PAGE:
Due to a breakout of COVID-19, the Marlins had to make some roster adjustments to return to play this week. They called up a swath of Minor Leaguers -- one of those being infielder Eddy Alvarez. Once he gets into a game, it'll be his first taste of big league
Due to a breakout of COVID-19, the Marlins had to make some roster adjustments to return to play this week. They called up a swath of Minor Leaguers -- one of those being infielder Eddy Alvarez. Once he gets into a game, it'll be his first taste of big league action.
The 30-year-old infielder isn't unlike many of his Minor League peers -- spending time in multiple leagues at multiple levels in multiple cities during the last six seasons. But he does have one thing that's a little bit different about him: He's a former Olympic speedskater.
The Miami native split his time between skating and baseball growing up, but skating, even in a tropical climate like South Florida, began to take more priority. Alvarez cruised South Beach on roller blades, wowing crowds with his playground tricks and speed. He was later introduced to the ice by a former Olympic speedskater and won numerous national competitions. He officially chose one sport over the other when he decided to turn down a baseball scholarship at St. Thomas University in the late-2000s.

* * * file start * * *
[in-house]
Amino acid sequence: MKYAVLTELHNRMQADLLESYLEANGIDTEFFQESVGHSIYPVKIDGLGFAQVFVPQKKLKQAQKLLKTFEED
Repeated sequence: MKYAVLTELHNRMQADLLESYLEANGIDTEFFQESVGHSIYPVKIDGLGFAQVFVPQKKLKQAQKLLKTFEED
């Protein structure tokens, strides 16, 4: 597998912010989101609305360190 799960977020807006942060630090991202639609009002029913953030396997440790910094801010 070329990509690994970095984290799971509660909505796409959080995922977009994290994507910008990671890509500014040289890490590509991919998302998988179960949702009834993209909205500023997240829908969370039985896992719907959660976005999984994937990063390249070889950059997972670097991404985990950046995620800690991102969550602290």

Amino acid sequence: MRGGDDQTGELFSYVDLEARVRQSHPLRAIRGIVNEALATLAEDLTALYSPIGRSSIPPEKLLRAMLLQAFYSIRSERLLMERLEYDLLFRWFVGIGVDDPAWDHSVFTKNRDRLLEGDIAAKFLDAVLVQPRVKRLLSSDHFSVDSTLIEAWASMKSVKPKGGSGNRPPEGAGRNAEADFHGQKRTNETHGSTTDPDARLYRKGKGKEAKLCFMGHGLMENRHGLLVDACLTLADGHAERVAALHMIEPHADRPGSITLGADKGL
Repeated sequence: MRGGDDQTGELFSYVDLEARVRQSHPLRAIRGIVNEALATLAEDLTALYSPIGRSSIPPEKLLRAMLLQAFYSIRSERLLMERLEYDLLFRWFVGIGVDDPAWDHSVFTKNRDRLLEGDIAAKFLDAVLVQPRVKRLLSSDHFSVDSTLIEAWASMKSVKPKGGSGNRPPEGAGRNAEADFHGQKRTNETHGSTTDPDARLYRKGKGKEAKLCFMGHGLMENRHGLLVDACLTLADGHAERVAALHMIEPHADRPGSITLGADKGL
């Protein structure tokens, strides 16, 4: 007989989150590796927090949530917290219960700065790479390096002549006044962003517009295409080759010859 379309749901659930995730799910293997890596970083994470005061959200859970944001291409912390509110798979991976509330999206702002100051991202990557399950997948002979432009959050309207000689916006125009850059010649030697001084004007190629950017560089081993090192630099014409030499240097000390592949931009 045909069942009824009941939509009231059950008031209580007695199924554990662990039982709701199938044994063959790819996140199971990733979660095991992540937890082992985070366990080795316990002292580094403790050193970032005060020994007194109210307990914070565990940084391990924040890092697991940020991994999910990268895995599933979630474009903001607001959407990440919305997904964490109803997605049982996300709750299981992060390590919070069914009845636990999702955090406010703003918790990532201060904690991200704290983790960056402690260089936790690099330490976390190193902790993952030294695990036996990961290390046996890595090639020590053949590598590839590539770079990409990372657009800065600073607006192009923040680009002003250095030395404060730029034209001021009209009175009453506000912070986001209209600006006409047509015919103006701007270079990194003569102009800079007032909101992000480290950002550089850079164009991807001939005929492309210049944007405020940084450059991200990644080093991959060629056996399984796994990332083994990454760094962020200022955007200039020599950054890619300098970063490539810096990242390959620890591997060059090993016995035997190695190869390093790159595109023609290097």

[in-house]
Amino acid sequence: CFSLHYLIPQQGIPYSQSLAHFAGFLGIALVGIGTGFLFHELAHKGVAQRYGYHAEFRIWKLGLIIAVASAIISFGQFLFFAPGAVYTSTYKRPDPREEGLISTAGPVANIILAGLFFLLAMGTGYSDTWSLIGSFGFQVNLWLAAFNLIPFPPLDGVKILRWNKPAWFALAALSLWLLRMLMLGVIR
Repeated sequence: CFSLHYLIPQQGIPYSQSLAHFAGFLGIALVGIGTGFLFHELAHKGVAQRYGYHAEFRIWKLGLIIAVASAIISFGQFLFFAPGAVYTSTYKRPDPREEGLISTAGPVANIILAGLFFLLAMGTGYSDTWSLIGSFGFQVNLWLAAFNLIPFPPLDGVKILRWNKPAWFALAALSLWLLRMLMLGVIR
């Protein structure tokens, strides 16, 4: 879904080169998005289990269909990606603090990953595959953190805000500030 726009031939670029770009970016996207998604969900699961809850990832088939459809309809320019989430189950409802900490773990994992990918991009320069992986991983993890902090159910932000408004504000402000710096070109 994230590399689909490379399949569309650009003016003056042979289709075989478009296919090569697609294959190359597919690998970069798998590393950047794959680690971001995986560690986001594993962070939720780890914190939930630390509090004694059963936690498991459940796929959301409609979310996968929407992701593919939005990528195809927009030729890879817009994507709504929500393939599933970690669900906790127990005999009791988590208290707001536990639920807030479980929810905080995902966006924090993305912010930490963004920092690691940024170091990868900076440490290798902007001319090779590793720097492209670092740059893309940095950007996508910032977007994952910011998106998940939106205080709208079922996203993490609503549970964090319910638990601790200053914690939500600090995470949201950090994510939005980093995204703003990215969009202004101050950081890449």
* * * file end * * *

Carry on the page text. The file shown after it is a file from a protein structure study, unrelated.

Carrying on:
Alvarez attempted to qualify for the 2010 Olympic Games in Vancouver, but failed. And then, after years of concentrating solely on skating, he made the U.S. team for the 2014 Winter Games in Sochi -- becoming the first Cuban-American male to appear in the event. Alvarez didn't medal in his three individual races, but he did win silver in the 5000 meter relay.
"When I picked up a bat for the first time, it was heavy," Alvarez said. "It felt like home. I really missed it. I knew I wanted to give it a go. I didn’t know it was going to be professionally right away. I’m one of those people that always told myself that I didn’t want to have any regret doing anything in my athletic career. I did quit skating at the peak of my career to try and basically start over again at a different sport. I knew that if I didn’t try that, I would regret it."
And now, after putting up a very respectable .278/.375/.413 slash line in six Minor League seasons with a good glove and speed, and impressive showing at 2020 Summer Camp -- the baseball team he cheered for as a kid has come calling.
It's one of the wildest rides to the Majors that you can find; Alvarez now joins Jim Thorpe as the only Olympic medalists in another sport to play in the big leagues. He spoke to MLB Network about his story on Wednesday -- talking about how baseball was his first true love, how speedskating has helped his balance in the batter's box and, um, how he used to skate through South Beach in his Speedo.
Matt Monagan is a writer for MLB.com. In his spare time, he travels and searches Twitter for Wily Mo Peña news.